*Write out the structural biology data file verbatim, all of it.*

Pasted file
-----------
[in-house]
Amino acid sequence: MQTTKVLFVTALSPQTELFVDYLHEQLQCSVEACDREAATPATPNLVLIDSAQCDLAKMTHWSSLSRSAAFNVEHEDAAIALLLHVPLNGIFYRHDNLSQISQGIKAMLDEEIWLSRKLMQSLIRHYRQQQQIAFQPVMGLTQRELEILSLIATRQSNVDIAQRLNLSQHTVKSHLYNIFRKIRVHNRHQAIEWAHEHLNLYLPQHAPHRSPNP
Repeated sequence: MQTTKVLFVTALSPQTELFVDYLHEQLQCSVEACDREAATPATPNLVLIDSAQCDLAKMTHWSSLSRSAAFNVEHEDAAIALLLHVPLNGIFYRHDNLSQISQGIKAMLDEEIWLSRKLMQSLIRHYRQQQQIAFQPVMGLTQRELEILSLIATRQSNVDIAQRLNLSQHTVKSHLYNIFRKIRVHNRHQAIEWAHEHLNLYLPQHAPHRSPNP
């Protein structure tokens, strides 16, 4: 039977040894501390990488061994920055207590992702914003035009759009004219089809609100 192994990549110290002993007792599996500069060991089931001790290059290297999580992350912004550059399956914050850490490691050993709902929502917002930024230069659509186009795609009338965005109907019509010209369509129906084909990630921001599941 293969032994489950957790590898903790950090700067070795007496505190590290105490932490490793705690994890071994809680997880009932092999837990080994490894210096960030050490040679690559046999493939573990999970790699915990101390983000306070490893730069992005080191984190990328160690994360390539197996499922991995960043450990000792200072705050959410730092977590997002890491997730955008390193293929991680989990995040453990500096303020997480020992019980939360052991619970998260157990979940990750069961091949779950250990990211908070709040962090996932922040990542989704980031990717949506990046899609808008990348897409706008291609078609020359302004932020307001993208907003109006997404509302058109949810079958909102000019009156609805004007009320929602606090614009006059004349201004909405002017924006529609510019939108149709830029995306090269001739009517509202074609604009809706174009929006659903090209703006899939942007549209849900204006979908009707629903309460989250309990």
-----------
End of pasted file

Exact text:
[in-house]
Amino acid sequence: MQTTKVLFVTALSPQTELFVDYLHEQLQCSVEACDREAATPATPNLVLIDSAQCDLAKMTHWSSLSRSAAFNVEHEDAAIALLLHVPLNGIFYRHDNLSQISQGIKAMLDEEIWLSRKLMQSLIRHYRQQQQIAFQPVMGLTQRELEILSLIATRQSNVDIAQRLNLSQHTVKSHLYNIFRKIRVHNRHQAIEWAHEHLNLYLPQHAPHRSPNP
Repeated sequence: MQTTKVLFVTALSPQTELFVDYLHEQLQCSVEACDREAATPATPNLVLIDSAQCDLAKMTHWSSLSRSAAFNVEHEDAAIALLLHVPLNGIFYRHDNLSQISQGIKAMLDEEIWLSRKLMQSLIRHYRQQQQIAFQPVMGLTQRELEILSLIATRQSNVDIAQRLNLSQHTVKSHLYNIFRKIRVHNRHQAIEWAHEHLNLYLPQHAPHRSPNP
């Protein structure tokens, strides 16, 4: 039977040894501390990488061994920055207590992702914003035009759009004219089809609100 192994990549110290002993007792599996500069060991089931001790290059290297999580992350912004550059399956914050850490490691050993709902929502917002930024230069659509186009795609009338965005109907019509010209369509129906084909990630921001599941 293969032994489950957790590898903790950090700067070795007496505190590290105490932490490793705690994890071994809680997880009932092999837990080994490894210096960030050490040679690559046999493939573990999970790699915990101390983000306070490893730069992005080191984190990328160690994360390539197996499922991995960043450990000792200072705050959410730092977590997002890491997730955008390193293929991680989990995040453990500096303020997480020992019980939360052991619970998260157990979940990750069961091949779950250990990211908070709040962090996932922040990542989704980031990717949506990046899609808008990348897409706008291609078609020359302004932020307001993208907003109006997404509302058109949810079958909102000019009156609805004007009320929602606090614009006059004349201004909405002017924006529609510019939108149709830029995306090269001739009517509202074609604009809706174009929006659903090209703006899939942007549209849900204006979908009707629903309460989250309990």